Shite appears in a wide variety of compound nouns and phrases, some of them closed to shit. What follows is not meant to be exhaustive but will give an idea of what’s in use.
Gobshite is a popular term of abuse for a foolish or daft person (like eejit but sharper), or for a contemptible person, especially a self-satisfied, pretentious, and voluble one. Both senses are common. Gobshite scorns stupidity and subverts bluster without fuss or mercy, but like many Irish insults it can also be used to tease someone affectionately. The gob /ɡɒb/ is probably from Irish gob /ɡʌb/ ‘beak, mouth’.
Here’s an example of the word’s fool sense used in Father Ted:
It shows up (unbowdlerised) in news headlines too:
Shitehawk is a similar epithet said of a no-good or, again, contemptible person, usually a man. (Pigeons, seagulls, kites and other birds also suffer the term.) You could tell a shitehawk, human or avian, to go and shite (‘Go away’). The –hawk of shitehawk may be through analogy with gobhawk (from Irish gobachán). A search for shitehawk in Google Books shows examples of its use in print. I hear it used as a verb and gerund too: Quit your shitehawking (‘messing around’).
Shit-talk can mean trash-talk, i.e., put someone down (whether maliciously, jocularly, or competitively), but shite-talk, as a noun or intransitive verb, refers only to idle talk (We stayed up a while shite-talking) or nonsense (There’s no end of shite-talk out of her). A dry shite (less commonly dry balls) is a boring, anti-fun person.
Like shit, you can frighten the shite out of someone or kick the shite out of them, even seven shades of it. But if you know what’s good for you you won’t break your shite (from) laughing when your mother gives out shite to you. Break your shite… may derive from break/bust your hole (laughing), while in the second phrase shite intensifies the Irish idiom give out ‘scold; complain’: I gave out shite to him is synonymous with gave out stink or yards.
Finally there’s a curious reply of ironic dissent or contradiction that hinges on in/and one’s shite, usually preceded by the verb be or do. Thus: I am in me [my] shite, sometimes I am and shite, is an emphatic ‘I am not’; She did and (her) shite = ‘She did not.’ Other vulgarities can occupy the sweary slot in this construction, for example I will in me hole; we will in our bollocks. All signal how unthinkable a scenario is from the point of view of the person in question.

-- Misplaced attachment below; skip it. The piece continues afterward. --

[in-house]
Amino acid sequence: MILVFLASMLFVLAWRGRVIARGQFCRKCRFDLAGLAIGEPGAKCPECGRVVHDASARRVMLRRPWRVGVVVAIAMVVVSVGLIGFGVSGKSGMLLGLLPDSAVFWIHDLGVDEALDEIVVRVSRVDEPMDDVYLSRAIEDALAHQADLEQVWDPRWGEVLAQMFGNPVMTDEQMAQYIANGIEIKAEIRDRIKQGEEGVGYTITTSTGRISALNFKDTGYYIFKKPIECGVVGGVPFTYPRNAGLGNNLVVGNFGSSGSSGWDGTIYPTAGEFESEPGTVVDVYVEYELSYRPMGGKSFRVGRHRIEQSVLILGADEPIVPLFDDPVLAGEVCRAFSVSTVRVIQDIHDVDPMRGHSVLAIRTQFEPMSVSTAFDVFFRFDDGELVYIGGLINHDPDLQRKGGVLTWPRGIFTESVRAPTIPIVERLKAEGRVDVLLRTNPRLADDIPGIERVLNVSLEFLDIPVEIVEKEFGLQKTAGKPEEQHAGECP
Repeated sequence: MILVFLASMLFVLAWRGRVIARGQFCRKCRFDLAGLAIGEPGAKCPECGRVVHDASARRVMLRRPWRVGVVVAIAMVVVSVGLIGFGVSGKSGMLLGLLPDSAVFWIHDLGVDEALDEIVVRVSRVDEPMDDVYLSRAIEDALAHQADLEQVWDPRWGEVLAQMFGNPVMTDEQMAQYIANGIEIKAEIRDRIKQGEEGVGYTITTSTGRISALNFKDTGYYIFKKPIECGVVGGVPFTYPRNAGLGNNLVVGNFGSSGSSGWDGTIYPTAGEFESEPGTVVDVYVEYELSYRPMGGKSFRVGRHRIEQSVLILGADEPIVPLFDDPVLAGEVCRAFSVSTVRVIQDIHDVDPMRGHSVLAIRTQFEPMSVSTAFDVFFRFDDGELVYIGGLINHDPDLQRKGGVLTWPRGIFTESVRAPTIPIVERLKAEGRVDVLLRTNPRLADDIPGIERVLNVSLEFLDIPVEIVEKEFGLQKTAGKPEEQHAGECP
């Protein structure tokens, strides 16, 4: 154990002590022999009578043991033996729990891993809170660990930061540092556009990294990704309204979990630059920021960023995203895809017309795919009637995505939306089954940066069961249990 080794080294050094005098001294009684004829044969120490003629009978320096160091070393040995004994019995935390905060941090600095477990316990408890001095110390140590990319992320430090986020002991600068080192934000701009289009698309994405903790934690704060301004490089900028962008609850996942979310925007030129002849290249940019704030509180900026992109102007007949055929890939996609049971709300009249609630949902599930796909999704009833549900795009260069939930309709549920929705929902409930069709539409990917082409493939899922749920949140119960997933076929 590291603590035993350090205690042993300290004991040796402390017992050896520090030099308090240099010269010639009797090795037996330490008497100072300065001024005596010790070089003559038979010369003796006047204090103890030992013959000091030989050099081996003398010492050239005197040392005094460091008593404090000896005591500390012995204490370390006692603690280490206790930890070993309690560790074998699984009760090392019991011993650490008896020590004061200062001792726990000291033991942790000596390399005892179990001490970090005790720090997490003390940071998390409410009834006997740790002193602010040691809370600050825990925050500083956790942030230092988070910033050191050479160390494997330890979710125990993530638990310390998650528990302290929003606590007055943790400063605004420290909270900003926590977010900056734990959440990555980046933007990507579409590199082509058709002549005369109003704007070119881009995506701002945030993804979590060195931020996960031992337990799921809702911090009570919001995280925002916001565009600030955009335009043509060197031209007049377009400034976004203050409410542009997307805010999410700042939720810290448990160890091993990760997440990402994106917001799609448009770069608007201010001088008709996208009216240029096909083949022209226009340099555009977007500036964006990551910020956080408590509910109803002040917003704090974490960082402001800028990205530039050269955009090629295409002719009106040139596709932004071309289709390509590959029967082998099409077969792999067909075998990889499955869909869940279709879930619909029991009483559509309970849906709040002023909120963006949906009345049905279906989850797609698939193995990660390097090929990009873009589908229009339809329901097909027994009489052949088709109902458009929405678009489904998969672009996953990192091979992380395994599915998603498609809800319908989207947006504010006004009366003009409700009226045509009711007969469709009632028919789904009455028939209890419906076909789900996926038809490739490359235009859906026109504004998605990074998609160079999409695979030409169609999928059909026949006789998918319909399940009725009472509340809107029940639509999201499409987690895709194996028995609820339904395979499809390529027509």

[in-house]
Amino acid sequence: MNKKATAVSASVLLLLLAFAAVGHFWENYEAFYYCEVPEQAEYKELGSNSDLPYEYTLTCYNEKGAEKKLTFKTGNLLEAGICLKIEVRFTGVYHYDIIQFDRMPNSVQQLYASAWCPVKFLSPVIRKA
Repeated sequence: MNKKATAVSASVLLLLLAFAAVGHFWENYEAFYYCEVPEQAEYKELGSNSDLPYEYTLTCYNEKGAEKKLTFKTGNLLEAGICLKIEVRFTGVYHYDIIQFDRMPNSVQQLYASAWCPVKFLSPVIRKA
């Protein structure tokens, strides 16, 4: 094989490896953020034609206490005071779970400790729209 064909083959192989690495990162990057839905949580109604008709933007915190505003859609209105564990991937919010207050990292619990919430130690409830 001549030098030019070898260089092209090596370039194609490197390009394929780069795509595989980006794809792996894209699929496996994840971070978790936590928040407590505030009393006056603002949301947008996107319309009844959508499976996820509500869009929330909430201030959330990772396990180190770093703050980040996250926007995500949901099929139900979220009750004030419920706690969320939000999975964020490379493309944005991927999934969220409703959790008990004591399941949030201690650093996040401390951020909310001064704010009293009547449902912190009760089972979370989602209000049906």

Lest you think I’m talking complete shite, here are a few examples of this phrase from published dialogue. From Brendan O’Carroll’s book Agnes Browne:
‘Tell Mr Richard I want him.’
‘What? I will in me shite!’
Stephen J. Martin, Rock and a Hard Place:
‘What?! She liked you!’
‘She did in her shite.’
Fred Kennedy, Three Storeys Up: Tales of Dublin Tenement Life:
‘I will in my shite go! Why don’t you go?’
The same basic meaning and effect are conveyed by the inverted idioms Will I shite (‘I will not’), Did he fuck (‘He did not’), Can you bollox (‘You cannot’), etc. In speech these are never confused with the questions they resemble because the intonation falls instead of rising.
I asked Irish people on Twitter about their use of shite compared to shit, and got many interesting answers. Preferences and nuances vary a bit, but there is broad agreement (shared by those I spoke with in person) that shite is much more expressive and usually a bit milder than shit. If you use it or hear it, in any part of the world, I’d be especially interested in your thoughts along these lines. But that’s enough shite out of me for one day.
* Obscenilect? Profanilexicon? Have we a word for this yet?